Direct-to-consumer (DTC) brands have a unique advantage in that they own the entire customer experience — and perhaps most important, all the data that is generated along with it. Many of these businesses, especially those born over the past decade, also are digital natives, which means they have the innate agility and savviness that legacy retailers are trying to adopt.
But as many DTC darlings have gone public over the past year, the curtain has been pulled back and we’ve been able to see the unique challenges they’ve faced — and the possible pitfalls of the business model. For example, while Warby Parker announced a year-over-year revenue increase of 32% in its Q3 2021 earnings, the brand also reported an operating loss of $92 million for the quarter, more than double its $41.3 million loss in Q3 2020. Although these losses are largely tied to extremely aggressive expansion plans, they also point to universal problems DTC brands face, such as navigating the rising costs of online customer acquisition.
“Acquisition for DTC can be expensive depending on the product category, so more than ever brands should use owned channels like email and SMS, especially with Apple’s iOS 15 release in the fall,” said Courtney Hedges, AVP of Digital Marketing for LiveArea, a global customer experience and commerce agency. To address these “CAC problems,” Hedges noted that DTC brands need to own the customer experience and use the data they collect to drive personalized experiences.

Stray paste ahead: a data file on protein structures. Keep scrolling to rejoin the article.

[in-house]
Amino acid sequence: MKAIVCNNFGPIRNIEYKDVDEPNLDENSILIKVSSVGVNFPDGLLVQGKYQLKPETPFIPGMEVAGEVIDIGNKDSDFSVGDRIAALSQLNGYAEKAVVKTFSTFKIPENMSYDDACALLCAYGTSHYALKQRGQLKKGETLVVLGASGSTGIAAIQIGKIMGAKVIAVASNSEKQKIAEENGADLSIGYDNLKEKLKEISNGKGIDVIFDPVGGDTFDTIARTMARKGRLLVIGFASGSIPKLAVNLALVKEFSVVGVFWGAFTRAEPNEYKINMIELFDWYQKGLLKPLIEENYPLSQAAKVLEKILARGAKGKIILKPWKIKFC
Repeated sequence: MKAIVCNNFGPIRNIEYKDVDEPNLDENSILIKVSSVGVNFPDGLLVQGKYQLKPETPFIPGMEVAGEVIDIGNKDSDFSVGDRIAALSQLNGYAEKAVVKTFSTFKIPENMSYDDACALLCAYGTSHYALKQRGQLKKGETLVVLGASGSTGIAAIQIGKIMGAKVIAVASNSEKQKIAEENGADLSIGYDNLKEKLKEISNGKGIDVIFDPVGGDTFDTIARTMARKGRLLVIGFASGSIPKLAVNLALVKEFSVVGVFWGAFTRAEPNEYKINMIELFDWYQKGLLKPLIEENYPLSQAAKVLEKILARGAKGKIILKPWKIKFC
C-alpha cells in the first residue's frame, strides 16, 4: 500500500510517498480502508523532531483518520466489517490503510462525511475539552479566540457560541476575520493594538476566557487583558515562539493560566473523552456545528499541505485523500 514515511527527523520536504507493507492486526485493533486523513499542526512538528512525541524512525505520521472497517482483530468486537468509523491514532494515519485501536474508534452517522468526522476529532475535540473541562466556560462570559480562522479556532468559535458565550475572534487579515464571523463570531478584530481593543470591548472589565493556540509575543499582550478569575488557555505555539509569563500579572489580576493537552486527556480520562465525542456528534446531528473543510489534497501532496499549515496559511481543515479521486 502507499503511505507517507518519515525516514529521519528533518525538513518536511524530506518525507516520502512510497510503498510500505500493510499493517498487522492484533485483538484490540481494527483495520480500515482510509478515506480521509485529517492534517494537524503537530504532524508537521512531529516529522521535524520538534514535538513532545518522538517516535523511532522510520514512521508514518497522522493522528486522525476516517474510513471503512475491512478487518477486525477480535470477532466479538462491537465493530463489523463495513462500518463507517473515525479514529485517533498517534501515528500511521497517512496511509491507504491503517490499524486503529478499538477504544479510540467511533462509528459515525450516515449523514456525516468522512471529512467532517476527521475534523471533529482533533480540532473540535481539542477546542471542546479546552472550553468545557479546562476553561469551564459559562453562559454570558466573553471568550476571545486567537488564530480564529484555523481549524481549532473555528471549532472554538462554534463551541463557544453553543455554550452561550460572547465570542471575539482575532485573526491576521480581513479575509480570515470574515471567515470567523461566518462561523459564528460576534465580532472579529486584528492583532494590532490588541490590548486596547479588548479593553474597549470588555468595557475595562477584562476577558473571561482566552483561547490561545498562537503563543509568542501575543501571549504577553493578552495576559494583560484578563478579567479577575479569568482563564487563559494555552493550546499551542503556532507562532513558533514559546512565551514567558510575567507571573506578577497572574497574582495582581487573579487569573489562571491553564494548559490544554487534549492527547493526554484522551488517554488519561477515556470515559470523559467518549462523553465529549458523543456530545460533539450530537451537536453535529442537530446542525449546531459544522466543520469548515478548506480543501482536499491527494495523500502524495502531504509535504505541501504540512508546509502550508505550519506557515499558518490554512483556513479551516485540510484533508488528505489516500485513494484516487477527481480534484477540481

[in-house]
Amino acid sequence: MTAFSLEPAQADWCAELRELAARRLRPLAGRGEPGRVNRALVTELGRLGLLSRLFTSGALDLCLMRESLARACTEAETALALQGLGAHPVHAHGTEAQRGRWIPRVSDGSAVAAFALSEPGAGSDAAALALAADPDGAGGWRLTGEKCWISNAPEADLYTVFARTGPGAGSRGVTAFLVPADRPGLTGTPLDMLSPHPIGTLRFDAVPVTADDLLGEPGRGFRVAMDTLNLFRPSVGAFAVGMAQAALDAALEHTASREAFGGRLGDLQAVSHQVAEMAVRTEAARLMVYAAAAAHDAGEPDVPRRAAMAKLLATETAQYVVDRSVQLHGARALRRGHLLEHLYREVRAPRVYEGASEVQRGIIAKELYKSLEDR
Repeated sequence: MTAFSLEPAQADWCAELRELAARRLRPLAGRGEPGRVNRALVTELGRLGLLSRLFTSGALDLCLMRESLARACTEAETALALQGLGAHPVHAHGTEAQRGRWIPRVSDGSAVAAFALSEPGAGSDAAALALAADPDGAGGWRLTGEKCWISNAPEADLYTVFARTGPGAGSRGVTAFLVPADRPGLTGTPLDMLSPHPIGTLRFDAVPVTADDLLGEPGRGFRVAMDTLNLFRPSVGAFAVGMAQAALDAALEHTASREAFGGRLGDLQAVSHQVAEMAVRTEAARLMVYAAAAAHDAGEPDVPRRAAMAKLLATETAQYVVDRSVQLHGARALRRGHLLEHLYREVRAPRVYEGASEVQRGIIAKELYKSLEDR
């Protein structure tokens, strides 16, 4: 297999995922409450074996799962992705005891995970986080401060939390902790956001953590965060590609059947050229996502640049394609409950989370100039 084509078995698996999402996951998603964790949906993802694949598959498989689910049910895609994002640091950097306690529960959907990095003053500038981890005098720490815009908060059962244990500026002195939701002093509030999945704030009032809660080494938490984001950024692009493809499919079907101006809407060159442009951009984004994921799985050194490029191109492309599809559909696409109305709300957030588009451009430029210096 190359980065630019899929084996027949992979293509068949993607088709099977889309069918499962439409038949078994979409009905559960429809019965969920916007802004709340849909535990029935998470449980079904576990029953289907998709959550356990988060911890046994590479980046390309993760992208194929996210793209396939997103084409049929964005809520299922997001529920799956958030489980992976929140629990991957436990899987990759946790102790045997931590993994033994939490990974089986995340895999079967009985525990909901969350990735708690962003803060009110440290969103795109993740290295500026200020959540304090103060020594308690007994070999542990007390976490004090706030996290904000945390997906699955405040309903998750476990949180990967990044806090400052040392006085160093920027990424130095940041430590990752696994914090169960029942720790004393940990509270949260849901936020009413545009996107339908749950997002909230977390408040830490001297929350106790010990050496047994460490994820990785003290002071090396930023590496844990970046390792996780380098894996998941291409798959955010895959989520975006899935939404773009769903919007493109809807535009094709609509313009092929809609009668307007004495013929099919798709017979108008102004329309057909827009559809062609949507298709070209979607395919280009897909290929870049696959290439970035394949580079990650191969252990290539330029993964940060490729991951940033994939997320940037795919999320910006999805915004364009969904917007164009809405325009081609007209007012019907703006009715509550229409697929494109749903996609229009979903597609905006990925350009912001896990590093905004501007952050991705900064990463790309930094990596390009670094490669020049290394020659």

DTC brands such as Fernish, Model No. and Gemist are attempting to do just that. In order to bypass growth challenges, they are evolving their approach to customer engagement and experience to include new channels and tactics. Experts like Rose Hamilton, Founder and CEO of Compass Rose Consulting, which specializes in DTC brand development and business strategy, believe that for DTC players to thrive in this new era of retail, they will need to start designing a growth playbook built around a holistic brand community that encompasses many channels.
Brands following the old playbook “paid a lot of attention to the paid facets, but not the community,” said Hamilton. “But now, we’re in the Community Economy.”
Assembling the DTC Flywheel